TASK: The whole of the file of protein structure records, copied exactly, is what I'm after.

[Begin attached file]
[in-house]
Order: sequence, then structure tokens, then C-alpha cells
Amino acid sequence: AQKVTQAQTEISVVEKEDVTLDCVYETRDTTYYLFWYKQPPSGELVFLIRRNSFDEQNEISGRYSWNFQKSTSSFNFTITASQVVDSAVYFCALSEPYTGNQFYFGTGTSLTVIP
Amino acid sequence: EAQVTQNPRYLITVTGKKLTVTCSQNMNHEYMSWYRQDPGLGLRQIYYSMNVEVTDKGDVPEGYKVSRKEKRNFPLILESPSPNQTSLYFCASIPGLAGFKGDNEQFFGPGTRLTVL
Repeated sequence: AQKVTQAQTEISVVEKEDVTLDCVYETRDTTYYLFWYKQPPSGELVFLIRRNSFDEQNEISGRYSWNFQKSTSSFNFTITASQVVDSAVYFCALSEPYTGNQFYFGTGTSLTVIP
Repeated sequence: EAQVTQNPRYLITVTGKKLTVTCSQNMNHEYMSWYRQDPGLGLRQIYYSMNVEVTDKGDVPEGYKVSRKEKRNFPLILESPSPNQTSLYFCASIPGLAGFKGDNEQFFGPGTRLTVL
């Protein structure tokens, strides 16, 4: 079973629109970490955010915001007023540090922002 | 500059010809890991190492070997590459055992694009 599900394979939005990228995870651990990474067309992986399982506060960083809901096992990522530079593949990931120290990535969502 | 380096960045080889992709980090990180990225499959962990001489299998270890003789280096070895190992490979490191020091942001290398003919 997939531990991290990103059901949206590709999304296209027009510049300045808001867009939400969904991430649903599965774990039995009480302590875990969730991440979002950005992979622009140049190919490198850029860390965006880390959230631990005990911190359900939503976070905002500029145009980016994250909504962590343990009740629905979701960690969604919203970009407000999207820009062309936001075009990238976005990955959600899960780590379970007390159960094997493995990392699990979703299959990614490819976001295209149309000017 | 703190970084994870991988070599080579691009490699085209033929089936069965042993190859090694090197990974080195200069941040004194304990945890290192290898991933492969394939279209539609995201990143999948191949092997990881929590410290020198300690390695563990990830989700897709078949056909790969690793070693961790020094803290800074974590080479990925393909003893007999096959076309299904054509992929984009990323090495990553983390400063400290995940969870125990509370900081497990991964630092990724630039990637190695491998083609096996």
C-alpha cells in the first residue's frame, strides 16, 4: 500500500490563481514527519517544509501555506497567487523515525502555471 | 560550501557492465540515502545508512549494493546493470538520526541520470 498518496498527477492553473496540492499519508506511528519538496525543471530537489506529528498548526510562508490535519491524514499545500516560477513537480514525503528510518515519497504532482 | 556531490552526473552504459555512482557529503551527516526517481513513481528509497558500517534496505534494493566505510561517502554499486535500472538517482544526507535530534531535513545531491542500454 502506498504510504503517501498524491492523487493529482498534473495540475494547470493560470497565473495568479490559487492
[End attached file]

[in-house]
Order: sequence, then structure tokens, then C-alpha cells
Amino acid sequence: AQKVTQAQTEISVVEKEDVTLDCVYETRDTTYYLFWYKQPPSGELVFLIRRNSFDEQNEISGRYSWNFQKSTSSFNFTITASQVVDSAVYFCALSEPYTGNQFYFGTGTSLTVIP
Amino acid sequence: EAQVTQNPRYLITVTGKKLTVTCSQNMNHEYMSWYRQDPGLGLRQIYYSMNVEVTDKGDVPEGYKVSRKEKRNFPLILESPSPNQTSLYFCASIPGLAGFKGDNEQFFGPGTRLTVL
Repeated sequence: AQKVTQAQTEISVVEKEDVTLDCVYETRDTTYYLFWYKQPPSGELVFLIRRNSFDEQNEISGRYSWNFQKSTSSFNFTITASQVVDSAVYFCALSEPYTGNQFYFGTGTSLTVIP
Repeated sequence: EAQVTQNPRYLITVTGKKLTVTCSQNMNHEYMSWYRQDPGLGLRQIYYSMNVEVTDKGDVPEGYKVSRKEKRNFPLILESPSPNQTSLYFCASIPGLAGFKGDNEQFFGPGTRLTVL
């Protein structure tokens, strides 16, 4: 079973629109970490955010915001007023540090922002 | 500059010809890991190492070997590459055992694009 599900394979939005990228995870651990990474067309992986399982506060960083809901096992990522530079593949990931120290990535969502 | 380096960045080889992709980090990180990225499959962990001489299998270890003789280096070895190992490979490191020091942001290398003919 997939531990991290990103059901949206590709999304296209027009510049300045808001867009939400969904991430649903599965774990039995009480302590875990969730991440979002950005992979622009140049190919490198850029860390965006880390959230631990005990911190359900939503976070905002500029145009980016994250909504962590343990009740629905979701960690969604919203970009407000999207820009062309936001075009990238976005990955959600899960780590379970007390159960094997493995990392699990979703299959990614490819976001295209149309000017 | 703190970084994870991988070599080579691009490699085209033929089936069965042993190859090694090197990974080195200069941040004194304990945890290192290898991933492969394939279209539609995201990143999948191949092997990881929590410290020198300690390695563990990830989700897709078949056909790969690793070693961790020094803290800074974590080479990925393909003893007999096959076309299904054509992929984009990323090495990553983390400063400290995940969870125990509370900081497990991964630092990724630039990637190695491998083609096996």
C-alpha cells in the first residue's frame, strides 16, 4: 500500500490563481514527519517544509501555506497567487523515525502555471 | 560550501557492465540515502545508512549494493546493470538520526541520470 498518496498527477492553473496540492499519508506511528519538496525543471530537489506529528498548526510562508490535519491524514499545500516560477513537480514525503528510518515519497504532482 | 556531490552526473552504459555512482557529503551527516526517481513513481528509497558500517534496505534494493566505510561517502554499486535500472538517482544526507535530534531535513545531491542500454 502506498504510504503517501498524491492523487493529482498534473495540475494547470493560470497565473495568479490559487492